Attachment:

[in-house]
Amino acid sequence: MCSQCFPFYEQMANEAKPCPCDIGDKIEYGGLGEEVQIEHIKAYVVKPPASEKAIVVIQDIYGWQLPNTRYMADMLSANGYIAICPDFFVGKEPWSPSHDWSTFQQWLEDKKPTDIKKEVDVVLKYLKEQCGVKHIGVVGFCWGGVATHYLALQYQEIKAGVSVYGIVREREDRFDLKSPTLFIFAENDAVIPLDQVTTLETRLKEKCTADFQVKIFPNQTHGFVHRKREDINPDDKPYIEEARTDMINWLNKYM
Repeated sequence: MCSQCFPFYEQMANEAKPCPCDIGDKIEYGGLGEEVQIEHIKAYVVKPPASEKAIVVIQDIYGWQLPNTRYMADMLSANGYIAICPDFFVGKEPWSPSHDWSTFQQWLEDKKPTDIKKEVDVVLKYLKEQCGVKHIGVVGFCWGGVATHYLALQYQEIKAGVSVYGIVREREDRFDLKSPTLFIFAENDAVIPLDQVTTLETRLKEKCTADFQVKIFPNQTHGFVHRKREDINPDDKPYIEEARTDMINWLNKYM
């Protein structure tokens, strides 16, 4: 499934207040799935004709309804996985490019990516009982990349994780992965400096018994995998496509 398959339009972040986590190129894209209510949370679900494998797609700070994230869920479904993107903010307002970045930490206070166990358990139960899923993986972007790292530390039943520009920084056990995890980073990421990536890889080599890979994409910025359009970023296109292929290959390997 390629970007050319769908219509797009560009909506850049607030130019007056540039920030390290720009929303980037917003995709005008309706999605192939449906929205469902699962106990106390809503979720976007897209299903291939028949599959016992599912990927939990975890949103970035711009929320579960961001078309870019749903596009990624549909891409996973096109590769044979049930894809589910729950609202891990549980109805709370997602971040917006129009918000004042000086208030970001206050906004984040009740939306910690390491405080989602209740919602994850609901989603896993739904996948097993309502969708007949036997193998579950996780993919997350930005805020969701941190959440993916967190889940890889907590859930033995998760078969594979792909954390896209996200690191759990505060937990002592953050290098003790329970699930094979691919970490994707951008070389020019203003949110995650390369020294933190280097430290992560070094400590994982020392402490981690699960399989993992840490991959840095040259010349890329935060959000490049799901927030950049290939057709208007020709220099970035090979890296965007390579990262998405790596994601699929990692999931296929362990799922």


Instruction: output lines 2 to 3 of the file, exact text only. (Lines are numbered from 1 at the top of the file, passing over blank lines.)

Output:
Amino acid sequence: MCSQCFPFYEQMANEAKPCPCDIGDKIEYGGLGEEVQIEHIKAYVVKPPASEKAIVVIQDIYGWQLPNTRYMADMLSANGYIAICPDFFVGKEPWSPSHDWSTFQQWLEDKKPTDIKKEVDVVLKYLKEQCGVKHIGVVGFCWGGVATHYLALQYQEIKAGVSVYGIVREREDRFDLKSPTLFIFAENDAVIPLDQVTTLETRLKEKCTADFQVKIFPNQTHGFVHRKREDINPDDKPYIEEARTDMINWLNKYM
Repeated sequence: MCSQCFPFYEQMANEAKPCPCDIGDKIEYGGLGEEVQIEHIKAYVVKPPASEKAIVVIQDIYGWQLPNTRYMADMLSANGYIAICPDFFVGKEPWSPSHDWSTFQQWLEDKKPTDIKKEVDVVLKYLKEQCGVKHIGVVGFCWGGVATHYLALQYQEIKAGVSVYGIVREREDRFDLKSPTLFIFAENDAVIPLDQVTTLETRLKEKCTADFQVKIFPNQTHGFVHRKREDINPDDKPYIEEARTDMINWLNKYM